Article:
by Sunena V MajuSep 19, 2022
Mexican architecture, design and art are projections of the country's vibrant and myriad natural landscape. While saturated patterns and graphics associated with the country are evocative of the dense forests and colourful fauna residing within them, rustic interiors are indicative of the scantiness witnessed in its arid desert landscape. The presence and practice of both these styles within the country offer a balanced juxtaposition—the warmth of subtle rustic expanses and a healthy presence of vibrant, dense and colourful designs. An example of the former manifests itself in a recently restored project—of a century-old mansion house into the Cigno Hotel Boutique—by architect Roger González, in Merida, Mexico.
The boutique hotel lies in the La Ermita neighbourhood in the historic centre of Merida, a city built over an ancient Mayan city, and which is also known as the White City-owing to the large usage of white limestone and paint. Merida is part of the Yucantan peninsula, which once housed the Mayan civilisation. Cigno Hotel Boutique, in retaining various original features of the structure and utilising archaic craftsmanship methods dating back several centuries, manages to speak of the city's past while offering a locale fit for contemporary nomads. Its neoclassical facade is a nod to the distinct character of the town.
In order to maintain the authenticity of the 19th century Yucatecan mansion, Mexican architect González retained and enhanced some of the more emblematic features in the building, such as cornices, high ceilings, Corinthian-style columns, ornamented capitals, ceiling mouldings, cement tiled floors and mosaic tiled floors. Apart from offering aesthetic value, the preservation of the high-ceiling structure also helps in keeping it cool. The symmetric character of the facade, which comprises three arches, was also conserved. Additionally, the ironwork and joinery of the doors and windows, meticulously repaired and finished, sit in contrast against the steel-blue hue that predominates the outer skin of the building.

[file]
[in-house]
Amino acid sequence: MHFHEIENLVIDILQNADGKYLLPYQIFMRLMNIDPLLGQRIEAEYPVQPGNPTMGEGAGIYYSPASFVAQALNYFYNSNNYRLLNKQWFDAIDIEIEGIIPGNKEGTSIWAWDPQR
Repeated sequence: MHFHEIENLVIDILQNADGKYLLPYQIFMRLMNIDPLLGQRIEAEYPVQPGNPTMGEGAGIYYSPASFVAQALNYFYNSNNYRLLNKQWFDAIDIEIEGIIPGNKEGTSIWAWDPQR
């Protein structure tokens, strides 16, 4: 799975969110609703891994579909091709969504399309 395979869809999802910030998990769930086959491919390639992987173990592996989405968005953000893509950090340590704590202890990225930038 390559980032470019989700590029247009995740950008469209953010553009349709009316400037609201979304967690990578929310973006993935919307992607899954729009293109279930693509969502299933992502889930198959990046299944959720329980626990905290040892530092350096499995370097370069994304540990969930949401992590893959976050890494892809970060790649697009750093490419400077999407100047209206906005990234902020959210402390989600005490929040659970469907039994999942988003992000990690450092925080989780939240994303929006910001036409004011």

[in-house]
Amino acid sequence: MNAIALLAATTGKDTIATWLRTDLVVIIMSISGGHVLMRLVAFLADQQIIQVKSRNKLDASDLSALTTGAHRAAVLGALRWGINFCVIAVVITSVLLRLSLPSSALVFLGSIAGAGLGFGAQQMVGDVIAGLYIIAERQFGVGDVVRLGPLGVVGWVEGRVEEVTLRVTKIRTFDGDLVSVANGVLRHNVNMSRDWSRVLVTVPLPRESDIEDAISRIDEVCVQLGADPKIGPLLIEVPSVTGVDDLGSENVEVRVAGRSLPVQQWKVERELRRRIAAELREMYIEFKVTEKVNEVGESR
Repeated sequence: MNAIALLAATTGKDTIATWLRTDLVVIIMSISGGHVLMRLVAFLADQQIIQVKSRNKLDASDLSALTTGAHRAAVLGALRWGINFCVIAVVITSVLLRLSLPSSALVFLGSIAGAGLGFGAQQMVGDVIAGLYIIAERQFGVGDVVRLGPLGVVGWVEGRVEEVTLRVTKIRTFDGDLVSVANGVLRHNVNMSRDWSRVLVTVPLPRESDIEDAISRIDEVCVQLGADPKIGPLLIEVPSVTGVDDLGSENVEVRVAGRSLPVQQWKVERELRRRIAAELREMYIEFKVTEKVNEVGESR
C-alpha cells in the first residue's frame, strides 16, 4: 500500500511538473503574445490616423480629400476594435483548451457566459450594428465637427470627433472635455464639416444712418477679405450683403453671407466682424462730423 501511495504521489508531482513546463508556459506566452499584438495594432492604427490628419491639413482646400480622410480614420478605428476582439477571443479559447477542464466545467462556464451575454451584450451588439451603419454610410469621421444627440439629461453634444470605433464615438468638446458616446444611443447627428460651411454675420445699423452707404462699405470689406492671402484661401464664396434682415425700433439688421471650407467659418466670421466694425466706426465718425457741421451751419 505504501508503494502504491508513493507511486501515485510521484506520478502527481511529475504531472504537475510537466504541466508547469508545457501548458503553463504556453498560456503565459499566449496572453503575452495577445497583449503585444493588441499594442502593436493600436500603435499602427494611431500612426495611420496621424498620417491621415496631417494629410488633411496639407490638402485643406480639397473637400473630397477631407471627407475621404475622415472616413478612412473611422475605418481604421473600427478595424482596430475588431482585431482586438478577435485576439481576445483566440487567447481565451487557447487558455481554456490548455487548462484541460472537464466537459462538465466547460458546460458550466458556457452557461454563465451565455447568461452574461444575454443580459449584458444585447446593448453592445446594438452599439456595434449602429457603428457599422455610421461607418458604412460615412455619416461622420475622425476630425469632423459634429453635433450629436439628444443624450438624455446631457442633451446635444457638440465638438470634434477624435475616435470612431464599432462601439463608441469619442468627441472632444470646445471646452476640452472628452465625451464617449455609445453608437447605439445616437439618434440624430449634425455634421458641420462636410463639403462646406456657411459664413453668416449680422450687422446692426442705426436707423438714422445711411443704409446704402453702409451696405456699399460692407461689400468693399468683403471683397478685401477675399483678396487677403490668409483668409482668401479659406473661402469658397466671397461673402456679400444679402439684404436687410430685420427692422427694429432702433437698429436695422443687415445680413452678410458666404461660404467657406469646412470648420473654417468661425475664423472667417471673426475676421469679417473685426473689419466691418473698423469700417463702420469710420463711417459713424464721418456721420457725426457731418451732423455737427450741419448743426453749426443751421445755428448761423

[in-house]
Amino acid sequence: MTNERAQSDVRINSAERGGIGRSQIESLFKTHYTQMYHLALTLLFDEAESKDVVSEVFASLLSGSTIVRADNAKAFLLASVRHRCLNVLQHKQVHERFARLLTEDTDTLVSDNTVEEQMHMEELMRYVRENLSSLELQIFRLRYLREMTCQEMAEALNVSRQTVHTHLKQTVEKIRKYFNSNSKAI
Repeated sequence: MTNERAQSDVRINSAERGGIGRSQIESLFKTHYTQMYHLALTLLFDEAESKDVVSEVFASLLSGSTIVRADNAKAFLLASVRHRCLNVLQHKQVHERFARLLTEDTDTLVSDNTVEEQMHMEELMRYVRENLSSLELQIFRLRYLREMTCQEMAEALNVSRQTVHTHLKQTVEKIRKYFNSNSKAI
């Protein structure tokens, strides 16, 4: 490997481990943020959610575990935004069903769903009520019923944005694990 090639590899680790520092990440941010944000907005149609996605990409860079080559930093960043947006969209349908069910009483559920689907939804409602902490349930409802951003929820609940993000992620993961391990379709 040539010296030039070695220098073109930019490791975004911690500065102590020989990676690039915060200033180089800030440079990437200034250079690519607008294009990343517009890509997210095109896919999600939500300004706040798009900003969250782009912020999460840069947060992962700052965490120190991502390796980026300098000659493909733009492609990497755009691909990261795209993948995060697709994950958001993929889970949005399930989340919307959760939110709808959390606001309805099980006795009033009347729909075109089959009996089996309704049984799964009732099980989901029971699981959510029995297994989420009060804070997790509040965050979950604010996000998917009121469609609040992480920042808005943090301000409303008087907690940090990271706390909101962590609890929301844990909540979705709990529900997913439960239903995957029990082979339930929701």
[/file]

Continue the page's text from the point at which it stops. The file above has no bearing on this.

An ancient technique called chukum, which involves working with stucco in a manner similar to that used in Mayan pyramids grants the structure an appearance of rustic honesty. The wall finishing blends in with the original friezes and moldings.
“At Cigno, time moves peacefully and unhurriedly, inviting you to take a reading break in the library, relax in the main courtyard with its pool surrounded by lush vegetation, or admire the infinite horizon sheltered by the trees from the second pool on the upper terrace of this city oasis,” the hotel shares in an official release.
The central atrium of the 1930s mansion, retained in its original form, leads up to the lobby and the bar. The space adjacent to it, on the other hand, opens up into a mini store where pieces by local artisans are sold. One of the walls in the central courtyard of the boutique hotel is decorated with a detailed mural from La Ermita de Santa Isabel or the Church of Our Lady of Safe Travels. The artwork is inspired by a sketch in the 1840 book Incidents of Travel in Central America, which illusrates the explorations of John Stephens and Frederick Catherwood across Yucantan Peninsula. A staircase placed along this wall leads up to an expansive terrace dotted with a pool and a sky bar. The topmost point of the building offers panoramic views of the historic center in Merida, to the Ermita park and San Sebastián church. On another side of the courtyard, one can find the kitchen and the restaurant, the walls of which are decorated with travertine marble tiles.
The hotel comprises ten rooms and suites, all of which are characterised by pale-hued walls, wooden beams, and blue-tinted tile floors decorated with the cannage motif. The teracotta hues, juxtaposed against Ticul stone from the Opichén region imbues the interiors with the aura apparent in tropical woods. Inspiration from tropical plants is also borrowed for the furniture and decorative elements designed for Cigno by local master artisans and carpenters.
A coworking salon in the hotel, called the Library, offers flexible spaces for guests and visitors. The configuration of the room can be changed to accommodate work meetings and dinners. Another interesting area in the hotel design is an underground space. Discovered during the restoration process, this traditional cistern originally meant for the collection of rainwater, has been transformed into a two-room wine cellar.
The hotel boutique, housed in the century-old mansion, with murals and decorations referencing past civilisations, and a facade ascribing to the extant features typical in the city, acts as a bridge to various past and present tales, as well as styles and traditions.